Separation Anxiety

Separation anxiety: most babies do it. They’re aware enough of their surroundings to notice that The Goddess has left the room, but their brains don’t yet understand that you continue to exist somewhere out there, just out of sight.

What a sad condition for the small, helpless human.

So the littlies begin to follow Mommy everywhere. You start down a slippery slope of showering with the door open, doing your potty business as quickly as possible so your butt is never as clean as it should be, putting your make-up on in the living room where the light is bad, leaving the house looking like Krusty the Clown.

In Japanese this is called 後追い. HammakoMommy’s New Revised Dictionary defines this as “a stage in which a baby follows mommy everyfreaking where and drives her bat crap crazy.”
At some point the child is able to grasp the concept of object permanence, that out of sight doesn’t equal oh my god my mommy is gone I’m all alone on this lonely Earth and certain to face a long scary painful demise. And I’m stinky. WAAAAAAAAAAAAAHHHH!!!

Except for some reason, Me Too still follows me everywhere. I still use the potty with the door open, unless HRH is home. Then I’m too embarrassed and Me Too comes in with me and we close the door.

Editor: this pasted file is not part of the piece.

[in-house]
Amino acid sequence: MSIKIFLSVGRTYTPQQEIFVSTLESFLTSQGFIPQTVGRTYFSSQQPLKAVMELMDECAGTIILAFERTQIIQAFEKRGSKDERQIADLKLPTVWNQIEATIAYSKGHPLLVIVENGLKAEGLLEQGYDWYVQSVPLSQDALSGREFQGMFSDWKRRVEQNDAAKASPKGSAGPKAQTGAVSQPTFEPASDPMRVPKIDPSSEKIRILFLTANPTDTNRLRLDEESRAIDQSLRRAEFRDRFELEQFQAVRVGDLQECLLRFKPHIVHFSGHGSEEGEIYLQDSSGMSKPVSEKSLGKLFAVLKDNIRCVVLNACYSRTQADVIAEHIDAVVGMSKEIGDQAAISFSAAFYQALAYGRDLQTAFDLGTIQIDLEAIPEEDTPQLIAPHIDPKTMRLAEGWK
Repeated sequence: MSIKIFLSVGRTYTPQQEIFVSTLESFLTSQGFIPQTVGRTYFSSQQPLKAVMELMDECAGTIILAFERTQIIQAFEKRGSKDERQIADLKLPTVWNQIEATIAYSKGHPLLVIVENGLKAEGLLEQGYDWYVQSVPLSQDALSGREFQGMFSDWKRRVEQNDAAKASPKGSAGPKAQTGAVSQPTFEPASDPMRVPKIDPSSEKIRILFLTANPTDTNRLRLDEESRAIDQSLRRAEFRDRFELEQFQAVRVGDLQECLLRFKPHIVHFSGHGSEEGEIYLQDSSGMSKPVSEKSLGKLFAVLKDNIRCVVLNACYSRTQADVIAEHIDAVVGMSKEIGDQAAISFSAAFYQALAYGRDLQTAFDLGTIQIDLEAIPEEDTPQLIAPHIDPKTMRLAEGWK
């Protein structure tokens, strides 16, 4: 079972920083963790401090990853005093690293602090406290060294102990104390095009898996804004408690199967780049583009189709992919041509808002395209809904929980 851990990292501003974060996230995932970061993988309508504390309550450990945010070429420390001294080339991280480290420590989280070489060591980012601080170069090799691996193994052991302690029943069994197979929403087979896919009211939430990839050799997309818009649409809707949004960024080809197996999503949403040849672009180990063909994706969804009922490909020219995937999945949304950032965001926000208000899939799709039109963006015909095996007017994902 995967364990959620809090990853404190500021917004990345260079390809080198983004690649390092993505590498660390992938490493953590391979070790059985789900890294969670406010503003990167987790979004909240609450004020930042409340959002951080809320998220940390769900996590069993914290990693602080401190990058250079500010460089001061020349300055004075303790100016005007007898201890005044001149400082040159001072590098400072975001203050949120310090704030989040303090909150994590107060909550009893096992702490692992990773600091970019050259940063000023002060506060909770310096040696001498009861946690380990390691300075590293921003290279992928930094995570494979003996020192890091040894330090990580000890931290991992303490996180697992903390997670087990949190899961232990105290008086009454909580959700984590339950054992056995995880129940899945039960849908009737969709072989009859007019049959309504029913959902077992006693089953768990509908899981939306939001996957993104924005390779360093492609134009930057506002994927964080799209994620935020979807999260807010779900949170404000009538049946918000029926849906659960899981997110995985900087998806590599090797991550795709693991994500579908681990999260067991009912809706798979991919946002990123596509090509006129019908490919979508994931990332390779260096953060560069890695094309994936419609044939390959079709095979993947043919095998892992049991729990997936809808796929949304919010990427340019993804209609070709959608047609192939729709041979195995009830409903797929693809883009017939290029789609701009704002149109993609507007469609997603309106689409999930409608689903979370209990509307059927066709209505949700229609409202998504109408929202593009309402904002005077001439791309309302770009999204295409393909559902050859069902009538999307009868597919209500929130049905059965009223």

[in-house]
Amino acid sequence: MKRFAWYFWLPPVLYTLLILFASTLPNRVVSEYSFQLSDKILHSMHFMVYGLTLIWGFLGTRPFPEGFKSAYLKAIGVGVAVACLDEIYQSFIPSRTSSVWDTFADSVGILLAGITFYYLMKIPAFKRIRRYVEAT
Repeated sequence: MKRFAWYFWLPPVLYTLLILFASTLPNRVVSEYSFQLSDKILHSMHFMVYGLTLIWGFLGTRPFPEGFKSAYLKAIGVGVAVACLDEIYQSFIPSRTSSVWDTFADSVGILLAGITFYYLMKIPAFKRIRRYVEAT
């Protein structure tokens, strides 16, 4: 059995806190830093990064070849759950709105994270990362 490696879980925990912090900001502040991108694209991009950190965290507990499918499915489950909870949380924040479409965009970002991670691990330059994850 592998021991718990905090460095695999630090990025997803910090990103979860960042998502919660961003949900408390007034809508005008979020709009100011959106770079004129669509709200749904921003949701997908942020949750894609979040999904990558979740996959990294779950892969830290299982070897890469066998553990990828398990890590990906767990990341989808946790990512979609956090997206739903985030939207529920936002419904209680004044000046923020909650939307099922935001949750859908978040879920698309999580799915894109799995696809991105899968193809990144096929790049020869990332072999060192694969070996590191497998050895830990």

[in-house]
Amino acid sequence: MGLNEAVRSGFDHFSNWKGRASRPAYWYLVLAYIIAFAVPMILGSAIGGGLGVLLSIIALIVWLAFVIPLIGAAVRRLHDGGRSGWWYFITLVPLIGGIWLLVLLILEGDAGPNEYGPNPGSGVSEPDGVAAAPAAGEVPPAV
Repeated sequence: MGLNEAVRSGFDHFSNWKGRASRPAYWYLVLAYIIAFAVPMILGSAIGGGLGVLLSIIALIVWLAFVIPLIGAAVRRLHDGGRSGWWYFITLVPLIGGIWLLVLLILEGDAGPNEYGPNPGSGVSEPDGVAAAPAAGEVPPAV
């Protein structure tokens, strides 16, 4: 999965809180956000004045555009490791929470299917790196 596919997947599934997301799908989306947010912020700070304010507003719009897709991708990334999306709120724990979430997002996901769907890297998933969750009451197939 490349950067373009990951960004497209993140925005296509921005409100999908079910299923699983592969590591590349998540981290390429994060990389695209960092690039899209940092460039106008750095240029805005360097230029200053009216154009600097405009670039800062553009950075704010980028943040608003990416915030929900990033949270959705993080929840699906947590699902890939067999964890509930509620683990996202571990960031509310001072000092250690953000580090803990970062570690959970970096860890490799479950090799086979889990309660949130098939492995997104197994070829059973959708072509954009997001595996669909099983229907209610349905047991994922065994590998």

If you’ve been in many Japanese houses then you’ll understand why this is uncomfortable. The toilet room has only a toilet, so it’s about the size of a bathroom stall. Tight fit for two!

I was worried about how she would do at school, but last year was only twice a week with the same teachers in the same classroom as the Mommy and Me-type class we attended the year before. She didn’t want to go without me at first, but she got used to it quickly enough.

Based on my experience with Brother, I was expecting a new form of separation anxiety to rear its ugly head when she started going to kindy every day, but she’s been fine.

Until this morning.


I’m not really sure what happened, but I had to carry her to school, her weeping like the end of the world was nigh.

I’ve done this before so I had a plan of escape: give her a big hug while I count to ten, then a kiss on the cheek while I say goodbye and extract her tentacles from around me, then high tail it out of Dodge.

She’s probably having fun and frolicking about now, but I feel like dog poop, a big, stinky glop of self doubt. Is preschool really that important? What if something bad is happening there and that’s why she didn’t want to go? Can we afford the therapy the kids are gonna need to get past being raised by a nutcase like me?

What the books don’t say is that to some extent separation anxiety is mutual. Once you become a parent then I don’t think you ever get over it.


1 Comment (+add yours?)

  1. Kym (@kymmytha)
    Jun 15, 2012 @ 12:52:51

    With my son, my first, I definitely think I felt separation anxiety much more keenly than he did. Slooooowly I’m getting better at handing my kids to other people. But if either of them decides to live in Japan when I’m an old woman back in Australia, I’ll be heart broken.


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